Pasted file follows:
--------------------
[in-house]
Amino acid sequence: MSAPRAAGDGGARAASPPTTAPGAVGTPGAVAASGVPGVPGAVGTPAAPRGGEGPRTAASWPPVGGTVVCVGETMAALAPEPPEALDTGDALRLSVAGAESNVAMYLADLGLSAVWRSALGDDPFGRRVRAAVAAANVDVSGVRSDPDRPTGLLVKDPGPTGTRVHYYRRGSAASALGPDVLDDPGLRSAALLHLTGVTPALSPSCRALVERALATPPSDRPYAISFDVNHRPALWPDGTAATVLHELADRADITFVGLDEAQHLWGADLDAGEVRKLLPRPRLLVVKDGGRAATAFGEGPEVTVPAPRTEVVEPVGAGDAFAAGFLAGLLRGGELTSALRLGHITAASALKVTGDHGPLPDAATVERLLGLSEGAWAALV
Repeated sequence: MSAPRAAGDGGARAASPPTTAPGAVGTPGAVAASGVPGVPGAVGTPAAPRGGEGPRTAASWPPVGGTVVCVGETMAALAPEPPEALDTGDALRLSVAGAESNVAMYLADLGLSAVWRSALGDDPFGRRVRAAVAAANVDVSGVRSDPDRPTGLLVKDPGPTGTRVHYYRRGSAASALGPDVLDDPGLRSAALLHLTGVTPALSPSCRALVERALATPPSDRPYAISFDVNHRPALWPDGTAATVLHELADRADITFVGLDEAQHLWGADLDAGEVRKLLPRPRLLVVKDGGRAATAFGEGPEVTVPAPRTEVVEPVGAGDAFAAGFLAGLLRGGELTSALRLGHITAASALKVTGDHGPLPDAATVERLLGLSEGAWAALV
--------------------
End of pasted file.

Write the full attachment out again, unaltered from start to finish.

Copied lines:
[in-house]
Amino acid sequence: MSAPRAAGDGGARAASPPTTAPGAVGTPGAVAASGVPGVPGAVGTPAAPRGGEGPRTAASWPPVGGTVVCVGETMAALAPEPPEALDTGDALRLSVAGAESNVAMYLADLGLSAVWRSALGDDPFGRRVRAAVAAANVDVSGVRSDPDRPTGLLVKDPGPTGTRVHYYRRGSAASALGPDVLDDPGLRSAALLHLTGVTPALSPSCRALVERALATPPSDRPYAISFDVNHRPALWPDGTAATVLHELADRADITFVGLDEAQHLWGADLDAGEVRKLLPRPRLLVVKDGGRAATAFGEGPEVTVPAPRTEVVEPVGAGDAFAAGFLAGLLRGGELTSALRLGHITAASALKVTGDHGPLPDAATVERLLGLSEGAWAALV
Repeated sequence: MSAPRAAGDGGARAASPPTTAPGAVGTPGAVAASGVPGVPGAVGTPAAPRGGEGPRTAASWPPVGGTVVCVGETMAALAPEPPEALDTGDALRLSVAGAESNVAMYLADLGLSAVWRSALGDDPFGRRVRAAVAAANVDVSGVRSDPDRPTGLLVKDPGPTGTRVHYYRRGSAASALGPDVLDDPGLRSAALLHLTGVTPALSPSCRALVERALATPPSDRPYAISFDVNHRPALWPDGTAATVLHELADRADITFVGLDEAQHLWGADLDAGEVRKLLPRPRLLVVKDGGRAATAFGEGPEVTVPAPRTEVVEPVGAGDAFAAGFLAGLLRGGELTSALRLGHITAASALKVTGDHGPLPDAATVERLLGLSEGAWAALV